Monday, April 07, 2008

PBS: "The Man Behind Hitler" (Joseph Goebbels)

Tonight (April 7) some PBS stations (such as MPT in Annapolis, MD) broadcast “The Man Behind Hitler,” a curious documentary about Joseph Goebbels, directed by Lutz Hachmesiter. (link here). The film is presented as part of the "American Experience" series but seems more like a European (German) film. British director Kenneth Branagh reads the letters and writings of Goebbels, which becomes the entire script of the 86 minute film, which shows startling footage of life in Germany from 1931 until the defeat in Berlin in 1945, both in black and white and color of surprising quality.

Goebbels was one of the primary movers behind Hitler’s ascent to power, and the film makes it sound as if he were one of the architects of the ideology, as a kind of pseudo-religion, even a false “Christianity.” Goebbels had a foot injury as a child and, like Hitler, was apparently a social outcast and seems to have wanted to gain some personal “justice” for that by retreating into ideology. He notes that he is suspected of homosexuality, but courts women aggressively, perhaps for public image. At one point he makes a statement equating propaganda to government, and marvels at radio technology (with television expected to develop even in the 1930s) as a tool for the state to use to control propaganda. The concept was that all speech was controlled by the state, and the people seemed to go along, with their cheers in massive rallies, with shocking ease and emotionality.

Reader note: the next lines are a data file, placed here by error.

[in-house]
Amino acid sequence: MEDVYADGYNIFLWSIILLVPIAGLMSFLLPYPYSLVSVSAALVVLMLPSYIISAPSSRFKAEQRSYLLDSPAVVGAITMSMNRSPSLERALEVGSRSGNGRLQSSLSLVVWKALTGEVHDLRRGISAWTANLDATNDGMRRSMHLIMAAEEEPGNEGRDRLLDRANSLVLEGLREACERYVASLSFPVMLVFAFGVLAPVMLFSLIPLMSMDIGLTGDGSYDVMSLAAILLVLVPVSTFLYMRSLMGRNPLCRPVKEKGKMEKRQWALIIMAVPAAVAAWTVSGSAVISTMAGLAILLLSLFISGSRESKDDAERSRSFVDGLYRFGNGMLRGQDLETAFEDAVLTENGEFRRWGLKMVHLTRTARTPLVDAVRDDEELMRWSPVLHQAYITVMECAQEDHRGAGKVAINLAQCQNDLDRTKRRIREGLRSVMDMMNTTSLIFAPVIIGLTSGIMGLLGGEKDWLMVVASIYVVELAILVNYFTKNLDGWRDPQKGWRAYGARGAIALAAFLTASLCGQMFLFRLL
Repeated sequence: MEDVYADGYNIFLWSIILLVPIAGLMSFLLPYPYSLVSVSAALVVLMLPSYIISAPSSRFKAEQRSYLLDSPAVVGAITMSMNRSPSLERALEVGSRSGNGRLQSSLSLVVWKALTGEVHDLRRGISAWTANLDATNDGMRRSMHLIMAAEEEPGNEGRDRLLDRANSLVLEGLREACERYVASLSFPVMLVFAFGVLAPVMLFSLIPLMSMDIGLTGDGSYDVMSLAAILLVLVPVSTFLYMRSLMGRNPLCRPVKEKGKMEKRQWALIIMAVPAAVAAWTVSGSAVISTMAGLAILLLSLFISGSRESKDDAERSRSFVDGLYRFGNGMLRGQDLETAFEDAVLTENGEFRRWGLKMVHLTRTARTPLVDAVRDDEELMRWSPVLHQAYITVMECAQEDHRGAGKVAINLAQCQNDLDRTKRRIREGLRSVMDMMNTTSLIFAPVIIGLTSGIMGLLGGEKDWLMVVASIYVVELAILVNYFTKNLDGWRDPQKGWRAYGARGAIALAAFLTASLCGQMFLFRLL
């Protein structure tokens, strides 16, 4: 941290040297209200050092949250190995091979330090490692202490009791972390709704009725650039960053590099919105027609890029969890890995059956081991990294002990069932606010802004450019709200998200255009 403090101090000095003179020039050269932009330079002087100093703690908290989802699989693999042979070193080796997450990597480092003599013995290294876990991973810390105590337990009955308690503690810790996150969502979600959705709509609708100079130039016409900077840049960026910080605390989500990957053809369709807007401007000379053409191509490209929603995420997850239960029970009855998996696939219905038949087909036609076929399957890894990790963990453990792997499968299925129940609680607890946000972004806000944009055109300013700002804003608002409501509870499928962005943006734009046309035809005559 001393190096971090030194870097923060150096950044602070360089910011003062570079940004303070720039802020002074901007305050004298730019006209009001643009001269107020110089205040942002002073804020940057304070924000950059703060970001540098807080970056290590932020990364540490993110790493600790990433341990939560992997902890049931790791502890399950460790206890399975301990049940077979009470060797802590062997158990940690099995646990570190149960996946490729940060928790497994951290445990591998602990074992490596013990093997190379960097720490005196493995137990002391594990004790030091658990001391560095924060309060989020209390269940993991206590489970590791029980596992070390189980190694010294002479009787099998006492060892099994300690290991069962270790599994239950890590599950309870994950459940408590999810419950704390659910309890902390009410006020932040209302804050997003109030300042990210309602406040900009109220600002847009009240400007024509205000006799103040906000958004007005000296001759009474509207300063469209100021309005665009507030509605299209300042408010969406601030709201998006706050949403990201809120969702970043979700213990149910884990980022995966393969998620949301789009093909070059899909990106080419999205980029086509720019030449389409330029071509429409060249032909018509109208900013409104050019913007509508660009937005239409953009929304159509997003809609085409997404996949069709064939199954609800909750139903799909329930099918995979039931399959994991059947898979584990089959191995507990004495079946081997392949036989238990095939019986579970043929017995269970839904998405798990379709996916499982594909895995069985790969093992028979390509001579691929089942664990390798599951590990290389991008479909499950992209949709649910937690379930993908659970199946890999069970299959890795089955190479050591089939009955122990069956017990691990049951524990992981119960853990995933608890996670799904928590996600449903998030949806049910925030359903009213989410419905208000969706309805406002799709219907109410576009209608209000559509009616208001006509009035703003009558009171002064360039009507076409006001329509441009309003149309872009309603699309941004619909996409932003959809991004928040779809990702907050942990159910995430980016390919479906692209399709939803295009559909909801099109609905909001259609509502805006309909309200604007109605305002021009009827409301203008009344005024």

The political changes, with the moves against the Jews, came about with surprising speed and suddenness in 1933. The film creates the impression that Nazi Germany was involved in “total war” before the average German grasped what was going on. The film ends with Goebbels death in the assault on Berlin, and actually shows his charred corpse as the last image.

Picture: (unrelated) coal train through Natural tunnel in SW Va.

No comments: